“By doing we forego”, Nietzsche writes in The Gay Science; specifically, we forego what he calls the “consolation of conclusions.” Accordingly, Nietzsche’s signature concept of overcoming is not a proper concept but a meta- or super-concept that allows purposive action to persist in a modern godless context in which conclusive definition amounts to evasive consolation. Overcoming is defined by how it foregoes temporally transcendent, univocal definition: how it fore-swears, pro-jects, pre-tends. If Nietzschean overcoming ultimately is just what it does, then it avoids pointless directionless tautology, I suggest, by projecting an interminable imperative to upward movement or climbing. Acts of overcoming embed themselves in matter and across time by the radical vertical orientation of over in super-, hyper- and summit: what Nietzsche calls “the longest hour” of the sun at its zenith perpetually receding behind the horizon of temporally embodied life. This essay explores such interplay in Nietzsche’s later work and some of its anticipatory and retroactive resonances in John Keats’s Romantic poetics of negative capability, the modernist ecopoetics of A. R. Ammons, and recent neo-Darwinian and poststructuralist theory.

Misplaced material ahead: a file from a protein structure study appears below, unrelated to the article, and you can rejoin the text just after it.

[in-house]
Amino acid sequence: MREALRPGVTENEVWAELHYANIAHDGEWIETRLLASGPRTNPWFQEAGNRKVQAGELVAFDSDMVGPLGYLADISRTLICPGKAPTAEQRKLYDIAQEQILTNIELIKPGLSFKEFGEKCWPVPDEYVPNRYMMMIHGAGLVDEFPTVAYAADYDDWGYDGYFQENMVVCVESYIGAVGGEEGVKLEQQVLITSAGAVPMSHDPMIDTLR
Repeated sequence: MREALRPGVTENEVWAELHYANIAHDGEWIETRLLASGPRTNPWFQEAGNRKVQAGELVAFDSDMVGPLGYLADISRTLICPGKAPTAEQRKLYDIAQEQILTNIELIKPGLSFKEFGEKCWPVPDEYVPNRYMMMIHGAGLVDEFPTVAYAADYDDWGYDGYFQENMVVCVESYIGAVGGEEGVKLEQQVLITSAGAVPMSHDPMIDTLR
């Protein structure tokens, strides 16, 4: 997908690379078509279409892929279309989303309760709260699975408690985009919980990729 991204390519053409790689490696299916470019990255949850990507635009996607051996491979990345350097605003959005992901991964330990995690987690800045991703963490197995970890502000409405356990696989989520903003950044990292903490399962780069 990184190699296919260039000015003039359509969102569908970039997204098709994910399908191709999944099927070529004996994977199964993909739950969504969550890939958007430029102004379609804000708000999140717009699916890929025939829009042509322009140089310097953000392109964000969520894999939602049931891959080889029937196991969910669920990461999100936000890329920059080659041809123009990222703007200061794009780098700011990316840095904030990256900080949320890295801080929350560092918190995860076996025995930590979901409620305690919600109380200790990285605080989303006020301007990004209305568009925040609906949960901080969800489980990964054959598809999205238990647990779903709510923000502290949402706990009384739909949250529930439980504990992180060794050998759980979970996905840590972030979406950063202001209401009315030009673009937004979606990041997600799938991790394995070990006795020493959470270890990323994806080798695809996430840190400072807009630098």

Bo Earle; Climbing without Ascent: Nietzsche’s Circuits of Pretense. the minnesota review 1 May 2018; 2018 (90): 114–129. doi: https://doi.org/10.1215/00265667-4391572
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